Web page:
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Aug 13, 2010 9:24 pm


You idiots have no idea if this is illegal or not.  I don't believe for a minute that a 100% override arrangement is in the least bit illegal.  Frankly, that's how I add employees.  I take a 100% override and then pay them a percentage of their production on a W-2.  LPL themselves suggested that method of avoiding a 1099 for an employee who wants to be a conventional W-2 employee.  I would tell you that the purpose of the override relationship is much more important in determining if the ex is doing something illegal.  If there is a secret agreement for the overriding rep to defer payment to the ex until singlemom is off his tail, that's an entirely different matter, but the override arrangement itself is not in the slightest bit illegal or uncommon.

Singlemom, be VERY careful about using ANY information you glean on this forum.  There is a reason you pay an attorney to represent you.


The only idiot is one who beleives a guy overrides his commision and receives $0 income. What a nice guy he is. For the record I never said anything about overrides being illegal.(only fraud, misrep, and tax evasion assuming single mom is accurate in her assertion)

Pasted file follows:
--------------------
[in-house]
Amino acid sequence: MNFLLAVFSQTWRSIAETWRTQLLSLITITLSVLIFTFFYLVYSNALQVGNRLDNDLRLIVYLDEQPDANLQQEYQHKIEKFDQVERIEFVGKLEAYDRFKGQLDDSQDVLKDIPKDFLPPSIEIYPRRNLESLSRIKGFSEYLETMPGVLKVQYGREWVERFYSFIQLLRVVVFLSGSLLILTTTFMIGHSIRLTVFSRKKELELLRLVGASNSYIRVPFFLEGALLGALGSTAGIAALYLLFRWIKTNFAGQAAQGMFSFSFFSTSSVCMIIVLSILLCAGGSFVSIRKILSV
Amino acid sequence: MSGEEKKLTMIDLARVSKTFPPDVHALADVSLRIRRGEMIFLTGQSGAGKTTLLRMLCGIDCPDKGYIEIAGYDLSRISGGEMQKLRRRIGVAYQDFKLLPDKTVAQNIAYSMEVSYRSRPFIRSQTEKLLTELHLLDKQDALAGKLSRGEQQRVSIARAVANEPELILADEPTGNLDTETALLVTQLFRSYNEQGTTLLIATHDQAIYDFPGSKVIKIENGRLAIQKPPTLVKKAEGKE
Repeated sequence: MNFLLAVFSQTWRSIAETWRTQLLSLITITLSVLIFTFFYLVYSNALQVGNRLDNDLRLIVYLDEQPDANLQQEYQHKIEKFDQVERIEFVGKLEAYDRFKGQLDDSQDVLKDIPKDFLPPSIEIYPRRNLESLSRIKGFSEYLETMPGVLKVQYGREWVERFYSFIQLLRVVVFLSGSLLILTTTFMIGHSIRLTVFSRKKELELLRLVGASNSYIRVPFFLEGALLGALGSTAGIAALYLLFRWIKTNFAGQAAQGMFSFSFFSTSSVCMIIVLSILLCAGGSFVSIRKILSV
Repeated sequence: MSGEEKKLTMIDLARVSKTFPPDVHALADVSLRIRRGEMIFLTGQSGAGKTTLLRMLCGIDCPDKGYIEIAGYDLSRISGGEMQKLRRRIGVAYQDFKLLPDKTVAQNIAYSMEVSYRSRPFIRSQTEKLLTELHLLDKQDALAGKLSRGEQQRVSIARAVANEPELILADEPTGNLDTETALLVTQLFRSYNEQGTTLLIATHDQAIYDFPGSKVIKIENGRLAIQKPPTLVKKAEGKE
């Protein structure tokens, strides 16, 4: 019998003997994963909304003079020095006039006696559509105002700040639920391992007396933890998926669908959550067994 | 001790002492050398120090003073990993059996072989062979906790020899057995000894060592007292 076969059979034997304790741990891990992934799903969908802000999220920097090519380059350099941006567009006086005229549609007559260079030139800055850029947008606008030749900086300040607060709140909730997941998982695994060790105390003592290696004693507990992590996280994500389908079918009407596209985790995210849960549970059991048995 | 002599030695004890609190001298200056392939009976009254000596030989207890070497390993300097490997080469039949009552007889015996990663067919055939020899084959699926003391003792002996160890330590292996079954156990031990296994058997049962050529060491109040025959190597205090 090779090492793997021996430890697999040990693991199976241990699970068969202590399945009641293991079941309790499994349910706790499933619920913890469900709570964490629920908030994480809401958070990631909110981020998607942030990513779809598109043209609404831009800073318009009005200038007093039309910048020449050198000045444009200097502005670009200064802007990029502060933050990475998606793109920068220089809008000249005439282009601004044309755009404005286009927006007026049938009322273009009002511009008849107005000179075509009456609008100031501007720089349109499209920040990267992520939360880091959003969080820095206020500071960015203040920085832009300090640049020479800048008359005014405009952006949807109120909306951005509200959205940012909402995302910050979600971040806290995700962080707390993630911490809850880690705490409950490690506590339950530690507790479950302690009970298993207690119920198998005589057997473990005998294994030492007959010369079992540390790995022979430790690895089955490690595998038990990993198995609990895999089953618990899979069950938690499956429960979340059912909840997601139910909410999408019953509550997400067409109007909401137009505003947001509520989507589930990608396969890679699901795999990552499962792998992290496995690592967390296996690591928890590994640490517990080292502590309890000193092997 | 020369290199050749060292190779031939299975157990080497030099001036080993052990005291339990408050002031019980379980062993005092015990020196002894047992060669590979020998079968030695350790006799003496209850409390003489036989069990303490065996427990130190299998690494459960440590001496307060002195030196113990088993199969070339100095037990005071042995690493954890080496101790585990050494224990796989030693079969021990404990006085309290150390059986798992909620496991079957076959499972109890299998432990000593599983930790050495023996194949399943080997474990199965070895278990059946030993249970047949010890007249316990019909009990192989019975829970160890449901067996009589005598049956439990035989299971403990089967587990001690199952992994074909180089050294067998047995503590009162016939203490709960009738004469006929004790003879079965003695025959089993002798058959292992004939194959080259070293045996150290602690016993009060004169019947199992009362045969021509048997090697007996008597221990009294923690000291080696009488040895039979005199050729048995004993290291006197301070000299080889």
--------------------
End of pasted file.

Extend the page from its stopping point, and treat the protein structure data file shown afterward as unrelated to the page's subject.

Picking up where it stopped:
Learn to read w/ precision, especially before rambling on because one time you did an override to a rep. There is something called "good faith" which is detrimental here.

Oh and for the record, you are nothing like Bill Singer....bwah.

Aug 31, 2010 8:34 pm

 I'm dealing with a deabeat dad here and I am trying to get a grip on how his commissions are paid and why he isn't getting a regular 1099. I know he has a Master ID and a split and a shared ID

Aug 31, 2010 9:29 pm

I guess it's possible that he is 100% overriding his commissions, and then having the amount owed to him stuck into a brokerage account under someone else's name.  However, someone (presumably whoever overrode the commissions) would have had to pay taxes on that revenue, and I doubt that his "accomplice" would get involved in tax evasion, unless there was something in it for him.  I suppose the accomplice could just pay the taxes, and move the after-tax amount into a brokerage account in his name.  But at that point, why not just pay the child support?  Something just sounds wrong here.